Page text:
Beyond pharmacy blog
All posts from: April 2015
Oxytocin, the so-called “bonding hormone”, is a neuromodulator released into the blood in a wide range of situations, many of which are involved in human interaction. Recent research indicates that it is also important in forming bonds between humans and dogs.
A microbrewery in Finland’s Baltic Sea archipelago of Åland has recently launched a beer with a 19th century recipe. The formula is derived from the chemical analysis of contaminated booze recovered from a schooner that was shipwrecked some 170 years ago.
Scientists have used an MRI scanner to observe what happens when you crack your knuckles — a process that does not seem to cause ill health effects.
People who stay up late, so-called “night owls”, are more likely to develop particular health issues than those who go to bed early.
Researchers have identified at least 11 genes that influence individuals’ susceptibility to the placebo effect.
The number of usable calories in rice can be lowered by boiling it in water and coconut oil and then cooling it.
An Anglo-Saxon recipe that combines garlic, leeks, wine and ox gall may be a useful antibacterial agent, writes Pam Mason.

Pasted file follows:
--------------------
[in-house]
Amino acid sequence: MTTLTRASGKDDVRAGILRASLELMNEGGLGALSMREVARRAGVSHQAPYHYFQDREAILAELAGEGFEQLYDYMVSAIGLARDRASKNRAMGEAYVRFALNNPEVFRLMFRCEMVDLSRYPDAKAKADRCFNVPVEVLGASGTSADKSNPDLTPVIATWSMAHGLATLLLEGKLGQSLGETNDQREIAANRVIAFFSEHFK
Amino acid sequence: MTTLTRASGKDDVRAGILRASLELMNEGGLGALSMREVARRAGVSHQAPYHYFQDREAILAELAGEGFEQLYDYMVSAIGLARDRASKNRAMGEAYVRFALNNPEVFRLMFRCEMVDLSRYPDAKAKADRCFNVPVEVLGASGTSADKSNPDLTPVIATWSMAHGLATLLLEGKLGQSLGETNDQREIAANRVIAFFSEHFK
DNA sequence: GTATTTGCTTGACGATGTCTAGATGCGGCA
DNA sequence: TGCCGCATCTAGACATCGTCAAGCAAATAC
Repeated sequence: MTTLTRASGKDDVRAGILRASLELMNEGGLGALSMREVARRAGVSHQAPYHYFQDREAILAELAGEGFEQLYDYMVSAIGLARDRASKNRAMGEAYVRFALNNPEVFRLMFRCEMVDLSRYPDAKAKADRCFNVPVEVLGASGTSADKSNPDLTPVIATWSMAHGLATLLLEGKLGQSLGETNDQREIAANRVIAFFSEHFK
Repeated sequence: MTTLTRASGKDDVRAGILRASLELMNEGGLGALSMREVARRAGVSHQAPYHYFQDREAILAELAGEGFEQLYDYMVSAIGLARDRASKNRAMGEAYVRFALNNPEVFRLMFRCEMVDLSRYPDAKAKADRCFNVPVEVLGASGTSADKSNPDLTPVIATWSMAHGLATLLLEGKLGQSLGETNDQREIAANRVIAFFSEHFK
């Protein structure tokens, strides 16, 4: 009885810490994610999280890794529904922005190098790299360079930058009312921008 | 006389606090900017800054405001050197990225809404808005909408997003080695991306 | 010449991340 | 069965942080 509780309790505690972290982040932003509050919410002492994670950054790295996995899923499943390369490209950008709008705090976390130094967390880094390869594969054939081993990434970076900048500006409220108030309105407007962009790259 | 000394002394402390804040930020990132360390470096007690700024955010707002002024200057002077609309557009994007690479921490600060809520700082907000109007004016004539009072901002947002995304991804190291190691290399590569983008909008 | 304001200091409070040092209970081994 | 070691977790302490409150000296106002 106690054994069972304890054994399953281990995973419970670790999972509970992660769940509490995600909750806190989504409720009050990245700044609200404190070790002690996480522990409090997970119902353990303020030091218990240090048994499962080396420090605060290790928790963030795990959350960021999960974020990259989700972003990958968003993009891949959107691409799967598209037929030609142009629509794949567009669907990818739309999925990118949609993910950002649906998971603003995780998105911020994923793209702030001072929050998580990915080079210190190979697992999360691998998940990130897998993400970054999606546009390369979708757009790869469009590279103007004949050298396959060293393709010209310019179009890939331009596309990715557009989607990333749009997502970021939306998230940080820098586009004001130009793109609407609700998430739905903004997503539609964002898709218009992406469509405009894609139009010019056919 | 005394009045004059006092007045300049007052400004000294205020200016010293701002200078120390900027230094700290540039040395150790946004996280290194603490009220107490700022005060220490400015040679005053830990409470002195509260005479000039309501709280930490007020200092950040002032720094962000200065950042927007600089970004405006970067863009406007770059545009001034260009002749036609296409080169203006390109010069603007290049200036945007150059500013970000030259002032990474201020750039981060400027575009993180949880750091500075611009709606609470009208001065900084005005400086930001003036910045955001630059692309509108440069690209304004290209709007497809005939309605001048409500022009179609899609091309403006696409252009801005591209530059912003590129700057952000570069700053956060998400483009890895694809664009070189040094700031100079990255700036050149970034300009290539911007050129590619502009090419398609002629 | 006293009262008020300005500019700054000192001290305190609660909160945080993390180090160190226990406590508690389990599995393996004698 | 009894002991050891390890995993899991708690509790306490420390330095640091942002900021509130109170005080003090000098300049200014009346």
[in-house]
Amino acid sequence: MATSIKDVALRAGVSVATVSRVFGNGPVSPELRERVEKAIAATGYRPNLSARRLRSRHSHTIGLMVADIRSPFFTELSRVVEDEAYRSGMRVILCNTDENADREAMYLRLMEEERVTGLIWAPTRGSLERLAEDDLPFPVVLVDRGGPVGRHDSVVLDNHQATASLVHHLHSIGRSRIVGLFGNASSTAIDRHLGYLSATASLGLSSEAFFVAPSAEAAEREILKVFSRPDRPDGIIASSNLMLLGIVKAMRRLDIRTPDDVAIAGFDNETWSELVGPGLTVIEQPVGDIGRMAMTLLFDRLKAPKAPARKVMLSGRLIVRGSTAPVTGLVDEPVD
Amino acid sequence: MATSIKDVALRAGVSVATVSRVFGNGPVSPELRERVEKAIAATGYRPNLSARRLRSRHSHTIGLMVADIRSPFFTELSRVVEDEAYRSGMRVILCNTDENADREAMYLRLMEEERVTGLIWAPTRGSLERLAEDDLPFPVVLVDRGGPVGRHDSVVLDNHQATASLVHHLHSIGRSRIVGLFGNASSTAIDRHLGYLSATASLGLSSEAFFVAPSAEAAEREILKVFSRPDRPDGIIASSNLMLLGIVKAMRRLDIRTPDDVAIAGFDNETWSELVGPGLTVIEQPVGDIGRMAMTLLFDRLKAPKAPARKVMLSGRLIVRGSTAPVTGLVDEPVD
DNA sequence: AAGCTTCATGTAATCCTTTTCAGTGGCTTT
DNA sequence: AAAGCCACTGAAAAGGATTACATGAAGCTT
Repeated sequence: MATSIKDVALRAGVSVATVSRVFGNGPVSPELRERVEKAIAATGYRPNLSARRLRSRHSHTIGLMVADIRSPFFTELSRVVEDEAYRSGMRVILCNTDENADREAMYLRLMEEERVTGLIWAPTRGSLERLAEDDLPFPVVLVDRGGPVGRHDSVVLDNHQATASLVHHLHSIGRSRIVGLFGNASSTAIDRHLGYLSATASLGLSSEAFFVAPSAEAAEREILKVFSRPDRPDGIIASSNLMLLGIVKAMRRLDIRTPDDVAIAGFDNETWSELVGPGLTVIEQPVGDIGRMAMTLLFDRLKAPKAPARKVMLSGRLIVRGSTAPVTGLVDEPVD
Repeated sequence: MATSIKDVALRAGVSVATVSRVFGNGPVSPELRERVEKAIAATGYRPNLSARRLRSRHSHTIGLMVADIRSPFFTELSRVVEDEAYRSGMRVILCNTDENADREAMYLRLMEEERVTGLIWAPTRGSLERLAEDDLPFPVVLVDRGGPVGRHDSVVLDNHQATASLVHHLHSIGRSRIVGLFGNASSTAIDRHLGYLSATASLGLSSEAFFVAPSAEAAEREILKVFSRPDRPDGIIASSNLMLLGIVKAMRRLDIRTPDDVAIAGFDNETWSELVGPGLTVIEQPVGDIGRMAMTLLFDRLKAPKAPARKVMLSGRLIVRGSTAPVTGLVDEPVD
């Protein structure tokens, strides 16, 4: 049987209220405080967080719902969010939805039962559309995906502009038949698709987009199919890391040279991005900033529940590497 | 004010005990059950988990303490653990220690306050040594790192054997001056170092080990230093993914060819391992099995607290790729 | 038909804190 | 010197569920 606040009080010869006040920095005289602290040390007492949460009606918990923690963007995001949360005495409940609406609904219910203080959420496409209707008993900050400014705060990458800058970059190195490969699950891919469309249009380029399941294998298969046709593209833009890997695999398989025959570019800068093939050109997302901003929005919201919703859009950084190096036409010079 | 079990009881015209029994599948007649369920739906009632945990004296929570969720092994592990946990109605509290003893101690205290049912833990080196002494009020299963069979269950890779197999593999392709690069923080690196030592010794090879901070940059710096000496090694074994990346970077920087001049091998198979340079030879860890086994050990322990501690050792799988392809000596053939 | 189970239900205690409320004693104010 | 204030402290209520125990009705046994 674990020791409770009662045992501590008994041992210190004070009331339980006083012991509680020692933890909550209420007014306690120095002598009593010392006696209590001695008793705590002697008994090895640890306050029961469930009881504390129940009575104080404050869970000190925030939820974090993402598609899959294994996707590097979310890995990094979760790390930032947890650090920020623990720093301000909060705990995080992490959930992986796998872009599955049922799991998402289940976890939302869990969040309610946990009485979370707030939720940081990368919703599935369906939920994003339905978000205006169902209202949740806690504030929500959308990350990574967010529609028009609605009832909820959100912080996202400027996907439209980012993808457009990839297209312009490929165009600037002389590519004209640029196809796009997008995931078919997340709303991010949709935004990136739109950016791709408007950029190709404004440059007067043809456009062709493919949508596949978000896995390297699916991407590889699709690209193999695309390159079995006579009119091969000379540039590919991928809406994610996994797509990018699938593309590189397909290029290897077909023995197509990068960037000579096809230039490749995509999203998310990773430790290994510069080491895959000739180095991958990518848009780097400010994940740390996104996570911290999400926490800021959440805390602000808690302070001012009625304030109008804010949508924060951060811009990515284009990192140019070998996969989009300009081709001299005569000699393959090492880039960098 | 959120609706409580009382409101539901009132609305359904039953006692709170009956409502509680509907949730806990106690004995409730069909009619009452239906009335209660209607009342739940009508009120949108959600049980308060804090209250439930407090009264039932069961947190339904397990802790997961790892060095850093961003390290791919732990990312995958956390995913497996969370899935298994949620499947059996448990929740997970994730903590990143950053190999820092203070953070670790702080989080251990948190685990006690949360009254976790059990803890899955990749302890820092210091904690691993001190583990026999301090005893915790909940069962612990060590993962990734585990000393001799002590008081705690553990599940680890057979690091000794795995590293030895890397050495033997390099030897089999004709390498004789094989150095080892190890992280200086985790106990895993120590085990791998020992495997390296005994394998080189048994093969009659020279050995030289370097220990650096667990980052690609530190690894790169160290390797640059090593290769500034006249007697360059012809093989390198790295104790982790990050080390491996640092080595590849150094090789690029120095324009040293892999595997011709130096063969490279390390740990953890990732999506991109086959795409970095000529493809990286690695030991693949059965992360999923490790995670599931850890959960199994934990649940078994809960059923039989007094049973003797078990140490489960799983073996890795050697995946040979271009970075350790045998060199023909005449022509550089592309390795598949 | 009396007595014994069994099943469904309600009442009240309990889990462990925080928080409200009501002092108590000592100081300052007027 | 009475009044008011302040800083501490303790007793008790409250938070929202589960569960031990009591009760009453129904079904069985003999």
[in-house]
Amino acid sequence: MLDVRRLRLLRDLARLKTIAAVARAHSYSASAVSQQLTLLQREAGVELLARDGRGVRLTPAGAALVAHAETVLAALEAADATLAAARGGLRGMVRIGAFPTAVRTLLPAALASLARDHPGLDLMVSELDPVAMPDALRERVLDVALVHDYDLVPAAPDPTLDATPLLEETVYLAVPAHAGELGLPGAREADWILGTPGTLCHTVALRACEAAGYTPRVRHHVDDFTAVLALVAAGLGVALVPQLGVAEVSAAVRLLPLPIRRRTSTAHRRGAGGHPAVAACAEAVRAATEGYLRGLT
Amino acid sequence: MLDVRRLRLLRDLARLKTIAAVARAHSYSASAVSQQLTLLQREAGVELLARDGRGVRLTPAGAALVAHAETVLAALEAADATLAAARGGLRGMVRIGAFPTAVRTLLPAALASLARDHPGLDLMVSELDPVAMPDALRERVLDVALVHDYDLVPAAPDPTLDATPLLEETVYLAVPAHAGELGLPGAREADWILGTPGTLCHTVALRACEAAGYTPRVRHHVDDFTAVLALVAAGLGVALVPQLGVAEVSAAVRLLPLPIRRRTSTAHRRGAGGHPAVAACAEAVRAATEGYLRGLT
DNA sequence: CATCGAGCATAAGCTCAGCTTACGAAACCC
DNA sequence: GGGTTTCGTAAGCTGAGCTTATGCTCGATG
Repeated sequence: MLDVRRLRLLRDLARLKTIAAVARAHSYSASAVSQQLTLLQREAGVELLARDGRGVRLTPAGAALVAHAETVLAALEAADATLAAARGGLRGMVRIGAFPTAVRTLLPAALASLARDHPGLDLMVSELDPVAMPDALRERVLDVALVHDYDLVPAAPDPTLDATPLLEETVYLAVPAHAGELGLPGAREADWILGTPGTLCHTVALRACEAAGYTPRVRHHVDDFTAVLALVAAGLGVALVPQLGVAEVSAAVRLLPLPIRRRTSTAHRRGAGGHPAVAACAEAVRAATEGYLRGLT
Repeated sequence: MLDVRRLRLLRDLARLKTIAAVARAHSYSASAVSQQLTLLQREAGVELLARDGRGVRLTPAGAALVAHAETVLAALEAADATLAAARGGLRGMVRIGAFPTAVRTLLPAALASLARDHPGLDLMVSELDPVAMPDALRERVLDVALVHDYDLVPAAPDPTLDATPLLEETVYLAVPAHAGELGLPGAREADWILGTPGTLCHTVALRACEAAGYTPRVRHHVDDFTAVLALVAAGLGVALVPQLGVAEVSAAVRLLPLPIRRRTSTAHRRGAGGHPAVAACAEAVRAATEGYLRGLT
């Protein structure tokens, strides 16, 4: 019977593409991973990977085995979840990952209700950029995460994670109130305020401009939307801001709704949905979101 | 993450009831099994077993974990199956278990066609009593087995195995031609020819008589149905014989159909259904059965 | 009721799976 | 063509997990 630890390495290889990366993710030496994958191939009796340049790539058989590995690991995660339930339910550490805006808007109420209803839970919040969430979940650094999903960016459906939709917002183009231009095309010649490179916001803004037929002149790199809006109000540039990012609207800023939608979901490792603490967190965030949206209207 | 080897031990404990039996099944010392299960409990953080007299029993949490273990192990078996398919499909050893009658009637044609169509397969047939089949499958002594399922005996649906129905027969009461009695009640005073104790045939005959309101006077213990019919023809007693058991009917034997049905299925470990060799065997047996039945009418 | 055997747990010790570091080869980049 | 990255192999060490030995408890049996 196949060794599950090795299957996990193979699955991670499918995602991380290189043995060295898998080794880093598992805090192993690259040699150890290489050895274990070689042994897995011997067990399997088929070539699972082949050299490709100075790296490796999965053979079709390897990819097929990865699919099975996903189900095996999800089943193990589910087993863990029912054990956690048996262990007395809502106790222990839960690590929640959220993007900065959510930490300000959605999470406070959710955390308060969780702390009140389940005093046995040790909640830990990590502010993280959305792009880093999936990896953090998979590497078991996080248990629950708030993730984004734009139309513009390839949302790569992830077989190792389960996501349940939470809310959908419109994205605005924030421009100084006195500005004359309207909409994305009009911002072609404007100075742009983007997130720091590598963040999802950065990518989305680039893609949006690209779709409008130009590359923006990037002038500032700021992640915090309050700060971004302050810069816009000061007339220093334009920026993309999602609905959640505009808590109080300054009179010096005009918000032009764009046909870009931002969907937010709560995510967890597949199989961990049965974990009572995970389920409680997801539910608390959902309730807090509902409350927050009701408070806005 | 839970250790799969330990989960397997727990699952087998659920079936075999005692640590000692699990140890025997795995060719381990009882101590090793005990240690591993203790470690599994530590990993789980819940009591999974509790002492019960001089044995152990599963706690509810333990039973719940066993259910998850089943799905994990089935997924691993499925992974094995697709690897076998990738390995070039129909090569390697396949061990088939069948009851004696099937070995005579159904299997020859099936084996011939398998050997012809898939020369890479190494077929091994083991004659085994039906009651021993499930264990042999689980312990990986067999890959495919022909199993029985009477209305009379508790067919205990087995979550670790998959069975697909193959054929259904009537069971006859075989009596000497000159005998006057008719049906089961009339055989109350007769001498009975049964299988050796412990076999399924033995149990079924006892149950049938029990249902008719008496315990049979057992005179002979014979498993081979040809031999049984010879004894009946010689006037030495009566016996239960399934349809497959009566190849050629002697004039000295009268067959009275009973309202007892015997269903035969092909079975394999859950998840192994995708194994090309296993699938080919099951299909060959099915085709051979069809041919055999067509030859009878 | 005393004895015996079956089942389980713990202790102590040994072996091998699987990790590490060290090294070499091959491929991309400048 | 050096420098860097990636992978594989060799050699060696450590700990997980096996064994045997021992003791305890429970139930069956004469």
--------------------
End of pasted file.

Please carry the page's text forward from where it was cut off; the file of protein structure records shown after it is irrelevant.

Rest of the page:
The blue light emitted from some electronic screens can make it difficult to sleep. Steve Bremer explains why.
Different types of mummy could be used to make tincture, treacle, elixir or balsam, which could, in turn, be used for treating different types of affliction.
The thermal grill illusion is a sensory ‘trick’ first demonstrated by a Swedish physician, Torsten Thunberg, in 1896.
Researchers in America have developed some bioplastics, made with albumin, soy or whey, that have antibacterial properties.
Opossums have a naturally high level of immunity to certain types of snake venom. The opossum peptide responsible for this immunity has potential as an antivenom.
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